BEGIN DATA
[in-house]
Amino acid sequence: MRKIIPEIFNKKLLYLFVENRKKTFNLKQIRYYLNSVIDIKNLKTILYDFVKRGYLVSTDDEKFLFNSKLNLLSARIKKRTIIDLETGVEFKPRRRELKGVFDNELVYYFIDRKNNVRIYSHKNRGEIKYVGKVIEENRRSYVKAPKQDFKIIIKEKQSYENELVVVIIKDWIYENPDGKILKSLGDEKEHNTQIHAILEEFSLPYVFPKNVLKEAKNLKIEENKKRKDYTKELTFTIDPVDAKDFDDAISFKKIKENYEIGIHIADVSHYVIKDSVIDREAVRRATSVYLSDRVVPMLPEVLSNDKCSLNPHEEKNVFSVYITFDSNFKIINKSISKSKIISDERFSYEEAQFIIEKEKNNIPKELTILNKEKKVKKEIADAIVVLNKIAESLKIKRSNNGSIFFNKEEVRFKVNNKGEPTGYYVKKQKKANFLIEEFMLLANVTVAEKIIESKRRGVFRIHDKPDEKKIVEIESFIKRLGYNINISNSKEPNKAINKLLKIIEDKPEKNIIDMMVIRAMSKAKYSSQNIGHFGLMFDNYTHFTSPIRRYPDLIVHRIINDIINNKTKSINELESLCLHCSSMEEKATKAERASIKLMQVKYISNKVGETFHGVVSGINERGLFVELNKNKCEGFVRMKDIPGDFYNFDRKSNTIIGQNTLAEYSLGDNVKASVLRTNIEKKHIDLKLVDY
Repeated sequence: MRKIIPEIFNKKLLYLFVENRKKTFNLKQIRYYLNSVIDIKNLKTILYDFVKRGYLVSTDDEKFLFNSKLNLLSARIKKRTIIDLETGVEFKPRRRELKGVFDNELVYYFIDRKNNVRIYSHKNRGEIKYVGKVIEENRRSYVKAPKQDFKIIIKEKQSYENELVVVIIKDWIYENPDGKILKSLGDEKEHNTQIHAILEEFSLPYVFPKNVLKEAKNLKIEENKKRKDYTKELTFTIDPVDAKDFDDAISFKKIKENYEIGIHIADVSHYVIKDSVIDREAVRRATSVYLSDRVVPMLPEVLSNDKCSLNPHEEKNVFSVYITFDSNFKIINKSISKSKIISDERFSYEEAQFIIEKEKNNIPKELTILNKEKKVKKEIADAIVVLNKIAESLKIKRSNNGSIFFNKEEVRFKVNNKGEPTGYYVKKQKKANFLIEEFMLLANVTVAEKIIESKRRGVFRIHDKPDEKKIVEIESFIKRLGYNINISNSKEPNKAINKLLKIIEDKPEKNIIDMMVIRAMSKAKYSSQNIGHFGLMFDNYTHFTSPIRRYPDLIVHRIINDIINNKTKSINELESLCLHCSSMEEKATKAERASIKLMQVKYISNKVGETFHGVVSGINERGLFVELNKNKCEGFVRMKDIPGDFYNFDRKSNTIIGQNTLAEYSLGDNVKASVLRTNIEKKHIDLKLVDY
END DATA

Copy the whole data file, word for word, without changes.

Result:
[in-house]
Amino acid sequence: MRKIIPEIFNKKLLYLFVENRKKTFNLKQIRYYLNSVIDIKNLKTILYDFVKRGYLVSTDDEKFLFNSKLNLLSARIKKRTIIDLETGVEFKPRRRELKGVFDNELVYYFIDRKNNVRIYSHKNRGEIKYVGKVIEENRRSYVKAPKQDFKIIIKEKQSYENELVVVIIKDWIYENPDGKILKSLGDEKEHNTQIHAILEEFSLPYVFPKNVLKEAKNLKIEENKKRKDYTKELTFTIDPVDAKDFDDAISFKKIKENYEIGIHIADVSHYVIKDSVIDREAVRRATSVYLSDRVVPMLPEVLSNDKCSLNPHEEKNVFSVYITFDSNFKIINKSISKSKIISDERFSYEEAQFIIEKEKNNIPKELTILNKEKKVKKEIADAIVVLNKIAESLKIKRSNNGSIFFNKEEVRFKVNNKGEPTGYYVKKQKKANFLIEEFMLLANVTVAEKIIESKRRGVFRIHDKPDEKKIVEIESFIKRLGYNINISNSKEPNKAINKLLKIIEDKPEKNIIDMMVIRAMSKAKYSSQNIGHFGLMFDNYTHFTSPIRRYPDLIVHRIINDIINNKTKSINELESLCLHCSSMEEKATKAERASIKLMQVKYISNKVGETFHGVVSGINERGLFVELNKNKCEGFVRMKDIPGDFYNFDRKSNTIIGQNTLAEYSLGDNVKASVLRTNIEKKHIDLKLVDY
Repeated sequence: MRKIIPEIFNKKLLYLFVENRKKTFNLKQIRYYLNSVIDIKNLKTILYDFVKRGYLVSTDDEKFLFNSKLNLLSARIKKRTIIDLETGVEFKPRRRELKGVFDNELVYYFIDRKNNVRIYSHKNRGEIKYVGKVIEENRRSYVKAPKQDFKIIIKEKQSYENELVVVIIKDWIYENPDGKILKSLGDEKEHNTQIHAILEEFSLPYVFPKNVLKEAKNLKIEENKKRKDYTKELTFTIDPVDAKDFDDAISFKKIKENYEIGIHIADVSHYVIKDSVIDREAVRRATSVYLSDRVVPMLPEVLSNDKCSLNPHEEKNVFSVYITFDSNFKIINKSISKSKIISDERFSYEEAQFIIEKEKNNIPKELTILNKEKKVKKEIADAIVVLNKIAESLKIKRSNNGSIFFNKEEVRFKVNNKGEPTGYYVKKQKKANFLIEEFMLLANVTVAEKIIESKRRGVFRIHDKPDEKKIVEIESFIKRLGYNINISNSKEPNKAINKLLKIIEDKPEKNIIDMMVIRAMSKAKYSSQNIGHFGLMFDNYTHFTSPIRRYPDLIVHRIINDIINNKTKSINELESLCLHCSSMEEKATKAERASIKLMQVKYISNKVGETFHGVVSGINERGLFVELNKNKCEGFVRMKDIPGDFYNFDRKSNTIIGQNTLAEYSLGDNVKASVLRTNIEKKHIDLKLVDY